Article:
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The World Health Organization warns that smoking is not only harmful to health, but also to the environment

This content was published on May 30, 2022 – 22:06

Geneva, May 31 (EFE). In addition to its harmful effect on human health by causing about 8 million deaths annually, tobacco generates tons of waste, destroys forests and contributes to global warming, as the World Health Organization (WHO) warns this year on World No Tobacco Day.

On this year’s Awareness Day, which carried the slogan “Tobacco poisons our planet”, the organization demonstrated the negative environmental impact of an industry that annually costs 600 million trees, 200 thousand hectares of land, 22 thousand tons of water, and emits 84 thousand million tons. from carbon dioxide.

Its emissions are equivalent to one-fifth of those of civil aviation, so tobacco is also an important contributor to climate change, the World Health Organization notes in a day highlighting the particular damage to the industry in developing countries, where most crops are located.

In these economies, the organization lamented, “Water and land are badly needed to produce food, but instead are used for deadly tobacco plants, while forests are being destroyed to get more land.”

To this must be added the negative impact of waste derived from tobacco: butt filters, which contain plastic particles, are the second major source of plastic pollution on the planet.

The director warned that “tobacco residue, one of the most common types of waste on the planet, contains more than 7,000 toxic chemicals that destroy our environment. About 4.5 billion filters pollute our oceans, rivers, sidewalks, parks, soil and beaches every year.” From the World Health Organization for Health Promotion, Rüdiger Kretsch.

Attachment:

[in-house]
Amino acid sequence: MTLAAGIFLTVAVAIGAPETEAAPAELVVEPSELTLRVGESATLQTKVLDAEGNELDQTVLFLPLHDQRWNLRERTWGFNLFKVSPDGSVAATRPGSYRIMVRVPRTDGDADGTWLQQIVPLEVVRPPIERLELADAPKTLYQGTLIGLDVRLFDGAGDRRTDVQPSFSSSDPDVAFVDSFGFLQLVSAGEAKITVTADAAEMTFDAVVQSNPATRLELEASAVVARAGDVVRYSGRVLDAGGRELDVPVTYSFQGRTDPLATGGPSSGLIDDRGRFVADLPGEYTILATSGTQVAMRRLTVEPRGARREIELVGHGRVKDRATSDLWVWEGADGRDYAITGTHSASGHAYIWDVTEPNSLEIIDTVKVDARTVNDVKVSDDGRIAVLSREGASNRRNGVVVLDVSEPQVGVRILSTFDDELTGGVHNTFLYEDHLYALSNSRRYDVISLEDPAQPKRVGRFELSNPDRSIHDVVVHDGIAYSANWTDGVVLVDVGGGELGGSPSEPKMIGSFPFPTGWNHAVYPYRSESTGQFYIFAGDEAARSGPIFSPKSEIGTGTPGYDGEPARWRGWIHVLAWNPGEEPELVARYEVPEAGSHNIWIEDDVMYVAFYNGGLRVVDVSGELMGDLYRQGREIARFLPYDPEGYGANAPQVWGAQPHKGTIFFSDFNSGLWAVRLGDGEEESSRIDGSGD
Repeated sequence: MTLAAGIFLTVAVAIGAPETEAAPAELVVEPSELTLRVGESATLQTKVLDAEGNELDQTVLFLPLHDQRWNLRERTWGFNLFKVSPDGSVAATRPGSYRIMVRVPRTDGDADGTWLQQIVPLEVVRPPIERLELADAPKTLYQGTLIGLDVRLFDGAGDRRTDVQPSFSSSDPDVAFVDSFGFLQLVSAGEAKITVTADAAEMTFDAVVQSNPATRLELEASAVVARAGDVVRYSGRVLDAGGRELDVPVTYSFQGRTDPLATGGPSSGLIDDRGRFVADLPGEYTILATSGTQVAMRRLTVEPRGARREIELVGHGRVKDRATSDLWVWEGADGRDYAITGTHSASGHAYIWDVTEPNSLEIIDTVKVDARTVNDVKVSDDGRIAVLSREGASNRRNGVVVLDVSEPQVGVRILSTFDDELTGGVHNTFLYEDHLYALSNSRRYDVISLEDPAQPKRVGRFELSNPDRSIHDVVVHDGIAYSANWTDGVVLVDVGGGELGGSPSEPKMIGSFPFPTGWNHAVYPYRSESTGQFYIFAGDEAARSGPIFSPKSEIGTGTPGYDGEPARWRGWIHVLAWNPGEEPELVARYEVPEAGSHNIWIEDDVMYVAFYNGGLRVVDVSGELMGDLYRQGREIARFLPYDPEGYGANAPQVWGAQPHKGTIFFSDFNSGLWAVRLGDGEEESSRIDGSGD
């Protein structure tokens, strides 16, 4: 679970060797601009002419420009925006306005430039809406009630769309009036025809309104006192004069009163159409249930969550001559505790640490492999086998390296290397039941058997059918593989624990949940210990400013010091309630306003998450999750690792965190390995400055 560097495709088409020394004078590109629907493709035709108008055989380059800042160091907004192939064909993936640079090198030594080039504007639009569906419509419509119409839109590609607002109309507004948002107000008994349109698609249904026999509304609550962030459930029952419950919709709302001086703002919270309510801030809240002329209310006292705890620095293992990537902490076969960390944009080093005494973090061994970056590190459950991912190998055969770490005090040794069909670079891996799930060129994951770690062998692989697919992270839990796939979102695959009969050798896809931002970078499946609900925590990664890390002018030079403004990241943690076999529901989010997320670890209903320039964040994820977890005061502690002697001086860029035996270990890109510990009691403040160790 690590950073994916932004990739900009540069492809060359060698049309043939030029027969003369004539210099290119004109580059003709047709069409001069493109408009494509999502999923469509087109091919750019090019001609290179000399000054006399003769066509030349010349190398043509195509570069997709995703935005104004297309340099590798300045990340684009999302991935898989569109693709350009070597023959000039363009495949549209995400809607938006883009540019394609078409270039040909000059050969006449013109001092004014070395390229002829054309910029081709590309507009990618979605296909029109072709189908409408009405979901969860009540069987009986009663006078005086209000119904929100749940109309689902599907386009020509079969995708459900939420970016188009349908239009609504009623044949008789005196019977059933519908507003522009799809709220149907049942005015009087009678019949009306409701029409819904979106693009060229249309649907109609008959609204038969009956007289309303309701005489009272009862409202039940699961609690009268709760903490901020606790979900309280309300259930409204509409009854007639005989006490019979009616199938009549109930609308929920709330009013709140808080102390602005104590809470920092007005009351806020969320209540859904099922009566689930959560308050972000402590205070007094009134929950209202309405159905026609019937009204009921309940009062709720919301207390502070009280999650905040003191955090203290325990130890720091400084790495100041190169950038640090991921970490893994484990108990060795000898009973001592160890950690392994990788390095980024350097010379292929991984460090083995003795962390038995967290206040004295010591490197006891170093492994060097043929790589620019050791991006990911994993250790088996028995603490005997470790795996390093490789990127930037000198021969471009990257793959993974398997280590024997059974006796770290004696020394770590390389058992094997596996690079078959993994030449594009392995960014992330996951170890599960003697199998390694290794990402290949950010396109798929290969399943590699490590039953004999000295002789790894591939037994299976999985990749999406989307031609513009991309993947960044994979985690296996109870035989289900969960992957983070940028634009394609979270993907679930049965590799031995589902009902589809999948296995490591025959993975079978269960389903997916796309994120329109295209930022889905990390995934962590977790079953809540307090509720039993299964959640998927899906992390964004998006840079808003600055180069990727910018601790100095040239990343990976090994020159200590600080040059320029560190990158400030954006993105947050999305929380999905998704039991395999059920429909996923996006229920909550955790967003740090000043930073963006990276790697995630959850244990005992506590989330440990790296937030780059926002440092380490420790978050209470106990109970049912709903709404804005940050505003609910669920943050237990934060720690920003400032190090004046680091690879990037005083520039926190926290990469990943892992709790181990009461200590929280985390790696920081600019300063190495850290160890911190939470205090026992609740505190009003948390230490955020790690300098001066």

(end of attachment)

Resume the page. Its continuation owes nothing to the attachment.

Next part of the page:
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In this sense, the WHO has highlighted the heavy price that taxpayers generally pay for cleaning up tobacco waste for many governments: it costs China about $2,600 million annually, India $766 million, and Brazil and Germany over .200 million each. .

In this regard, the Geneva-based body commends the initiatives of countries such as Spain or France, as well as cities such as San Francisco (USA), which have put in place legislation so that the tobacco industry pays for the cost of cleaning up their waste.

“We urge other countries and cities to follow suit and also ask them to support farmers in substituting tobacco crops, imposing higher taxes on these products and providing services to help people quit smoking,” he said.

The organization calls for “treating cigarette filters for what they are, single-use plastics” and for this reason should consider banning them to protect health and the environment, as the World Health Organization asserts, in addition, that there is no evidence that these filters have some benefits for human health. EFE

abc / fpa

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